Your Reading List

Police rodeo is a wild and wacky affair

Take a rodeo grounds, add a steady overnight rain and a bunch of kids 
in the wild pony race and this is the result.
Reading Time: 3 minutes

Const. Sean LaBrie just laughs when it’s suggested the Calgary Police Rodeo is arguably the most amateur rodeo in existence.

“That would be about right,” said LaBrie, the rodeo association’s vice-president. “It’s pretty strange. For 99 per cent of the guys who are participating, this is the only rodeo stuff they do all year. It’s the only agricultural animal-related thing they do all year.”

That goes for the bull riders, bull doggers, and wild horse race participants at the 33-year-old event — only the barrel racers practise during the rest of the year, he said.

“One of our bull riders is semi-professional, but the rest are just guys who want to give it a go.”

The joke about this picture of Const. Keegan Metz on the rodeo’s Twitter feed was, “Some people pay big money for a mud treatment at the spa. Some just cowboy up!”
The joke about this picture of Const. Keegan Metz on the rodeo’s Twitter feed was, “Some people pay big money for a mud treatment at the spa. Some just cowboy up!” photo: Jeremy Shaw

This year’s edition, held at the Airdrie rodeo grounds, attracted more than 100 participants in 11 events (all are police officers, firefighters, EMS personnel, or corrections officers) and another 40 for the four children’s events.

Most come back year after year, although LaBrie is one of the few who spends any time on horseback or dealing with livestock outside of the mid-August event. Although he grew up in Calgary, LaBrie and wife Holly, a third-generation rancher, have been raising livestock near Olds for a decade. He participated in his first police rodeo four years ago and now qualifies as a veteran.

“There are a few of us there who know how to do it and so we’ll coach you as you get on whatever animal and help you get through it.”

Buckles are handed out, but fun and fundraising are the drivers.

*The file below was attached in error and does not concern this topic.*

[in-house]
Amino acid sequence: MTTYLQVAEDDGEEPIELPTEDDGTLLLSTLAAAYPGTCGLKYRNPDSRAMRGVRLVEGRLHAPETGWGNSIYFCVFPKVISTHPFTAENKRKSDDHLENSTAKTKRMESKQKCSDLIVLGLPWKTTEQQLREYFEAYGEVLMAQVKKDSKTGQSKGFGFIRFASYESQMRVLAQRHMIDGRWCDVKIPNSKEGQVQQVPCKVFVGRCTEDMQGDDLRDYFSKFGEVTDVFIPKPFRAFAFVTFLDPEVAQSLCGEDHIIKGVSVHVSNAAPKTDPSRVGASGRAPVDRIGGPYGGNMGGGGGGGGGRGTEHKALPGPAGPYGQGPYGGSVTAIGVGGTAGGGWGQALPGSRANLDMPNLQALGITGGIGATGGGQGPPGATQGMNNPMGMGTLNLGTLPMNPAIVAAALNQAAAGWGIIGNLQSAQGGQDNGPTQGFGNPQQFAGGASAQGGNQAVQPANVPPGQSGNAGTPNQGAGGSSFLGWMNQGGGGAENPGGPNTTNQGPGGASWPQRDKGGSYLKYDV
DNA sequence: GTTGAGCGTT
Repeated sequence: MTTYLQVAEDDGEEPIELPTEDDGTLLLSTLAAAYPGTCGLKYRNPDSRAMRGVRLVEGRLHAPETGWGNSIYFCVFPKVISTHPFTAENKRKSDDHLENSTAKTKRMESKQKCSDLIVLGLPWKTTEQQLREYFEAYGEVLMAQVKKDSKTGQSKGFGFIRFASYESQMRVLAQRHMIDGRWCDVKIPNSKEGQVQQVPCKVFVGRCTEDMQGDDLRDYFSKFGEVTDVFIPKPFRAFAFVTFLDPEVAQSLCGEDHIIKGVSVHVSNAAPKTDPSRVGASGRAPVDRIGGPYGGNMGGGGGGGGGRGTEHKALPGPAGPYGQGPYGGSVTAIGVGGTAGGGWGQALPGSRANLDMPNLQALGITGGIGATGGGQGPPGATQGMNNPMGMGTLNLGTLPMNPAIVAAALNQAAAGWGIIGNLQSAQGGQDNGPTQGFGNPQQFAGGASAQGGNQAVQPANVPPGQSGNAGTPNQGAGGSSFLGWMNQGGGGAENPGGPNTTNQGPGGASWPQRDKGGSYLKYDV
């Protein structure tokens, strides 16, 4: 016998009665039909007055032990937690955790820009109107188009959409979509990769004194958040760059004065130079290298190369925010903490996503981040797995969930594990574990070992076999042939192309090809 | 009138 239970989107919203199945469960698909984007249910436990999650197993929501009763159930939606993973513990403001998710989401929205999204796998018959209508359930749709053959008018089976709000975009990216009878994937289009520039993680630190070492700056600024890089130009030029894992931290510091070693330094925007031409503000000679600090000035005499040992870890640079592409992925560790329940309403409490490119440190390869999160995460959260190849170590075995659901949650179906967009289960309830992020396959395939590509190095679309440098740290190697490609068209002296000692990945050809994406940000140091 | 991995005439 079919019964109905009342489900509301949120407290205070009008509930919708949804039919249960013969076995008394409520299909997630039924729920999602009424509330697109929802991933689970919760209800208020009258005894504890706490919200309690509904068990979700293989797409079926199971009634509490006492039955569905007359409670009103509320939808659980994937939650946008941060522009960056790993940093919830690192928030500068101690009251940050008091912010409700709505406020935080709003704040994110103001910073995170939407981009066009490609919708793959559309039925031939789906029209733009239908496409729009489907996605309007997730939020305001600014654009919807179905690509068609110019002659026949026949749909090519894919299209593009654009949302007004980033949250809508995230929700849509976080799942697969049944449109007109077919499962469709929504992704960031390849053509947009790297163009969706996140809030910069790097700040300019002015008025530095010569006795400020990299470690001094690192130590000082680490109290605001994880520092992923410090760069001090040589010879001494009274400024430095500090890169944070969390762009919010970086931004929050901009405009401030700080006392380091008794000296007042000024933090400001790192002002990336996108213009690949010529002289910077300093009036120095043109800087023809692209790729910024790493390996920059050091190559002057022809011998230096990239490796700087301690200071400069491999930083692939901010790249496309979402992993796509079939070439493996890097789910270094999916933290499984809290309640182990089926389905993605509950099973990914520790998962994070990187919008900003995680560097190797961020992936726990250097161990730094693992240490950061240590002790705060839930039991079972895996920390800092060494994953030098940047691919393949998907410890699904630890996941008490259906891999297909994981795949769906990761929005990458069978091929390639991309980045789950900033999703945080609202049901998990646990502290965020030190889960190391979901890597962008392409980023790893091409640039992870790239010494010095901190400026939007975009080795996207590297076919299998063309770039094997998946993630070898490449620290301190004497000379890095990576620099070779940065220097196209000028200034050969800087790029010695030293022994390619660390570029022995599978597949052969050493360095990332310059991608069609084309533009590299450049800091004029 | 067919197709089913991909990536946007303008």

“It started with a group of about 20 Calgary police officers, who I guess were interested in being tough cowboys, and a group of ranchers who invited them out to jump on some animals and have some fun,” said LaBrie. “It was never meant to be a fundraiser, but it kind of evolved and hooked up with the Missing Children Society. It’s a great way for us to give back to the community and it’s just grown and grown.”

The rodeo annually raises $10,000 for the Missing Children Society of Canada, along with another $2,000 for a memorial fund that promotes workplace safety for emergency responders. And while it may seem incongruous to have rank amateurs on rank bulls and horses “that are not even green broke,” there’s a method to this madness.

“There is a lot of stress when you’re a first responder,” said LaBrie. “So to get away with a bunch of guys and girls and not even talk about anything even remotely related to emergency services is a lot of fun. We’re just talking about the mud and the good times. It’s a good distraction for the competitors and their families.”

The event — which also has a petting zoo a

nd numerous kids’ activities, and ends with a barn dance — typically draws a crowd of 800 to 1,200 people. A steady overnight rain saw attendance drop to around 500 this year, but those in the stands thought the conditions were perfect.

“We’ve never had a mudbowl before, but the people watching thought it was one of the best rodeos we’ve had because it was so much fun,” said LaBrie. “We had a memorial at the start to honour one of our directors who passed away last month and also for Edmonton police Const. Daniel Woodall (who was killed in the line of duty in June).

“But even with the sombre start, it was nothing but laughs and giggles for pretty much the whole rodeo.”

More pictures and videos from this year and past rodeos can be found at and on Twitter @PoliceRodeoYYC.

About the author


Glenn Cheater

Glenn Cheater is a veteran journalist who has covered agriculture for more than two decades. His mission is to showcase the ideas, passions, and stories of Alberta farmers and ranchers.



Stories from our other publications